Tuesday, January 18, 2011

Marketing: The Good, the Bad and the Ugly

I received a direct mail piece recently that I thought was funny, effective and evil …all at the same time. It illustrated for me the power of marketing, harnessed effectively. I wonder how you might perceive it?

Many people over the years have complained about the lack of customer support from companies like Rogers. These providers made it difficult to reach a live person, they offered only web pages, frequently asked questions, chat and e-mail functions to respond to problem inquiries; and when you finally found a number that you could actually use you found yourself in an unending loop of automated voice customer service hell.

After having experienced this process on many occasions I perceived the tactic to be a short sighted cost cutting measure, although I must admit that it seemed like every company was taking that approach. In my opinion, it was not a very smart approach to marketing, branding or customer service.

Finally they have seen the light and they have decided to buck the trend with the launch of Live Agent, in May, 2010 - and use a person-to-person customer service approach, to differentiate themselves from their competitors and leverage it to spearhead a massive new marketing campaign. The direct mail piece proudly titles the cover with “WHEN YOUR BUSINESS NEEDS IMMEDIATE ATTENTION…” and then when you open up the direct mail piece and we hear a typical nasal voice message on a customer service telephone line, that could have come out of a Roger’s telephone response script from just a few months ago. A quick listen will bring back all those memories of telephone hell.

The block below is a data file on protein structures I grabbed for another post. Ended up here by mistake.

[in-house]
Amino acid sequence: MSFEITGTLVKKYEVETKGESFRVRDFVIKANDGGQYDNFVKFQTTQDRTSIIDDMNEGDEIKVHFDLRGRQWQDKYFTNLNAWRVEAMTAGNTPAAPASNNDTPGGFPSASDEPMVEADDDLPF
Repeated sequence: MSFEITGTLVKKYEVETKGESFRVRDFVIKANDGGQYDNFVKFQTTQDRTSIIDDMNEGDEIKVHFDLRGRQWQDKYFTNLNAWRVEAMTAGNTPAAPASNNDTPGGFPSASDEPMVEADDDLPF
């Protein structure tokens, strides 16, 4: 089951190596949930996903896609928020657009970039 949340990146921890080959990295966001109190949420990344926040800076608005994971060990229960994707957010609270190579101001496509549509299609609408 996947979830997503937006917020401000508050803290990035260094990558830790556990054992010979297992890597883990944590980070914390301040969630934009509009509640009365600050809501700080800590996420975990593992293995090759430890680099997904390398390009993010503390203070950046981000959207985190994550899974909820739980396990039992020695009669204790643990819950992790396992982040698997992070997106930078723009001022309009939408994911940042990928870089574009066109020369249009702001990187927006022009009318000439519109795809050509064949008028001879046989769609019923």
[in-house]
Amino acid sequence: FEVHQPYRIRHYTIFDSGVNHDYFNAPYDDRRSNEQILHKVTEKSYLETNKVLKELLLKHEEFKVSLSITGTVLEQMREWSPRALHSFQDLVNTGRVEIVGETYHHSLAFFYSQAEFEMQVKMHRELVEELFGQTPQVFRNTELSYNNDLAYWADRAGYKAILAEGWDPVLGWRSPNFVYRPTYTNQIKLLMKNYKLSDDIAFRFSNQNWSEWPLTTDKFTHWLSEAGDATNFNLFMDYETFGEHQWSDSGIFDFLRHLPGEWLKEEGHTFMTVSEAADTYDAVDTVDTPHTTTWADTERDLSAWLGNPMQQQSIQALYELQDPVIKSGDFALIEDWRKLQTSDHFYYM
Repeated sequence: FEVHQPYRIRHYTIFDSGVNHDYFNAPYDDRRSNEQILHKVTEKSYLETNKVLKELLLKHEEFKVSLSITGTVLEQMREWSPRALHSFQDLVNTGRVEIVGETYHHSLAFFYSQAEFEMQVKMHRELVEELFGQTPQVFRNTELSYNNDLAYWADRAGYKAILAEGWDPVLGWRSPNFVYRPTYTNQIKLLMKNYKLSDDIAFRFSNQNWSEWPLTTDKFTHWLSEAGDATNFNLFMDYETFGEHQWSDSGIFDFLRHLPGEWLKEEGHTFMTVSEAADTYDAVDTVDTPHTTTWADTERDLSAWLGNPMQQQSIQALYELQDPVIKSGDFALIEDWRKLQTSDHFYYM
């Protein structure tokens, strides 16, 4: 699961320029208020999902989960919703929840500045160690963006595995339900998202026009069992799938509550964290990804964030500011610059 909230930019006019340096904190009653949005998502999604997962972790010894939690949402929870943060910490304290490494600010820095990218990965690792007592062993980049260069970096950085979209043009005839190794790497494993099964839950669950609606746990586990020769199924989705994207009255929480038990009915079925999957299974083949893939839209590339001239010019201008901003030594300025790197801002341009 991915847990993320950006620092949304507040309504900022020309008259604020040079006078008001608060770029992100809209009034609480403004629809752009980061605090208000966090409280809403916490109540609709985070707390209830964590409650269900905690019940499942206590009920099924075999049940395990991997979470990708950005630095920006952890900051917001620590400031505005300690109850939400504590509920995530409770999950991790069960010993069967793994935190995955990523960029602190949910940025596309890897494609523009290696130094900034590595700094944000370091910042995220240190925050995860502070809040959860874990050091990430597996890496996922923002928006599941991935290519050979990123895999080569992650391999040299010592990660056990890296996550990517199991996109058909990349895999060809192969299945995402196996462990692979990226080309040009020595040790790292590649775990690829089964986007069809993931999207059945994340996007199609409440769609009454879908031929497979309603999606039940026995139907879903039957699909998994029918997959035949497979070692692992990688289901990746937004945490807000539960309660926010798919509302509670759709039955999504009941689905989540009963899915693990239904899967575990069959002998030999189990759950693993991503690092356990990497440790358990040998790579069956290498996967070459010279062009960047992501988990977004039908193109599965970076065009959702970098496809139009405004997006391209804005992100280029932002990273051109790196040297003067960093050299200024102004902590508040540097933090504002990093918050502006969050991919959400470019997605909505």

This is designed to be humorous and poke fun at competitors who are still using automated customer service and promote the idea of speaking to a person rather than a machine.

On one hand it’s good because it is an improvement to their existing service, on the other its bad since we all had to experience years of frustration while they toyed with connecting us to different flavours of automated machine responses. The ugly is the fact that our own worst fears, which they prorogated, are being used against us to help promote their superior service.

Having said all that, it is still is an effective campaign because it uses clever humour, a little technology and a standard predictable medium to tap into our revulsion of automated responses and leverage a long overdue response to customers unhappiness with their service to position themselves as a cut above the competition. It’s truly amazing that good marketing ideas can change opinions and fortunes so readily!

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